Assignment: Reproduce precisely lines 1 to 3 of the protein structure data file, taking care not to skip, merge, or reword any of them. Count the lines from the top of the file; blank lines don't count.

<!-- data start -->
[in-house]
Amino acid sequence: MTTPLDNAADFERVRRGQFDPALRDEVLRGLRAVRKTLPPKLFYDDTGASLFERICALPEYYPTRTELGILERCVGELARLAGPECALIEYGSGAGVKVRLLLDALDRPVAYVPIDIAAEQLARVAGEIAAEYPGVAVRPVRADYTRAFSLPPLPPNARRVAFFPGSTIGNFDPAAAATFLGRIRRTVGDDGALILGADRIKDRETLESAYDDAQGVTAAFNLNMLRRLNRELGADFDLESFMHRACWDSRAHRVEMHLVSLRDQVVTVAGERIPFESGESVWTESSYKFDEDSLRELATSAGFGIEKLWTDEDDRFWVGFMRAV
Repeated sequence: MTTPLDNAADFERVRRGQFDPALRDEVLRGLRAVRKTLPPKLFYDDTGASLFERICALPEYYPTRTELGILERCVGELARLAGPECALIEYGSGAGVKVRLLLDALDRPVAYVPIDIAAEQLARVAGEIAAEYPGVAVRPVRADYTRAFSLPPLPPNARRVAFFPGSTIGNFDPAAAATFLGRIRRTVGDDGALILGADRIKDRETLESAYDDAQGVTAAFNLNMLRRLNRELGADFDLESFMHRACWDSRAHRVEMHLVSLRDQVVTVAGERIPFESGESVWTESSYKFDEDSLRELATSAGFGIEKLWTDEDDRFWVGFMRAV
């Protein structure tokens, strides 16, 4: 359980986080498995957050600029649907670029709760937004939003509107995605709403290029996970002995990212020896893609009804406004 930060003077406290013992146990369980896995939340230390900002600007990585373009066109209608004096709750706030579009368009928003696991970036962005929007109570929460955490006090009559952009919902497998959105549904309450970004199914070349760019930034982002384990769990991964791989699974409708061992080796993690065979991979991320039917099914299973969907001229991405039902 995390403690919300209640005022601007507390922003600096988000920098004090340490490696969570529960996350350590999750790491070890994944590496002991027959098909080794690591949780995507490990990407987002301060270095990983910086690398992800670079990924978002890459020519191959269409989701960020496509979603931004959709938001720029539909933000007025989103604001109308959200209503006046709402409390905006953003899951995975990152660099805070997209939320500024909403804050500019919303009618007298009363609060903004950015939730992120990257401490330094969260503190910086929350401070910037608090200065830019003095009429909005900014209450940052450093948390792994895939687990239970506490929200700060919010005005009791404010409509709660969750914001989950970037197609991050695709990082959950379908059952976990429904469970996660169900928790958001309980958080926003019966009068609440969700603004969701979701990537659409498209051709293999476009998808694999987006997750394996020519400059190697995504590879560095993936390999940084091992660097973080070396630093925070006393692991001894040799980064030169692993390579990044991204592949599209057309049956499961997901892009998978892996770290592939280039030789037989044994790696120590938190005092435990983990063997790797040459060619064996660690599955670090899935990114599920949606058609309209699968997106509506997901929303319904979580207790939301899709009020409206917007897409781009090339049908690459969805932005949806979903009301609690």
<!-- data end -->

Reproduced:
[in-house]
Amino acid sequence: MTTPLDNAADFERVRRGQFDPALRDEVLRGLRAVRKTLPPKLFYDDTGASLFERICALPEYYPTRTELGILERCVGELARLAGPECALIEYGSGAGVKVRLLLDALDRPVAYVPIDIAAEQLARVAGEIAAEYPGVAVRPVRADYTRAFSLPPLPPNARRVAFFPGSTIGNFDPAAAATFLGRIRRTVGDDGALILGADRIKDRETLESAYDDAQGVTAAFNLNMLRRLNRELGADFDLESFMHRACWDSRAHRVEMHLVSLRDQVVTVAGERIPFESGESVWTESSYKFDEDSLRELATSAGFGIEKLWTDEDDRFWVGFMRAV
Repeated sequence: MTTPLDNAADFERVRRGQFDPALRDEVLRGLRAVRKTLPPKLFYDDTGASLFERICALPEYYPTRTELGILERCVGELARLAGPECALIEYGSGAGVKVRLLLDALDRPVAYVPIDIAAEQLARVAGEIAAEYPGVAVRPVRADYTRAFSLPPLPPNARRVAFFPGSTIGNFDPAAAATFLGRIRRTVGDDGALILGADRIKDRETLESAYDDAQGVTAAFNLNMLRRLNRELGADFDLESFMHRACWDSRAHRVEMHLVSLRDQVVTVAGERIPFESGESVWTESSYKFDEDSLRELATSAGFGIEKLWTDEDDRFWVGFMRAV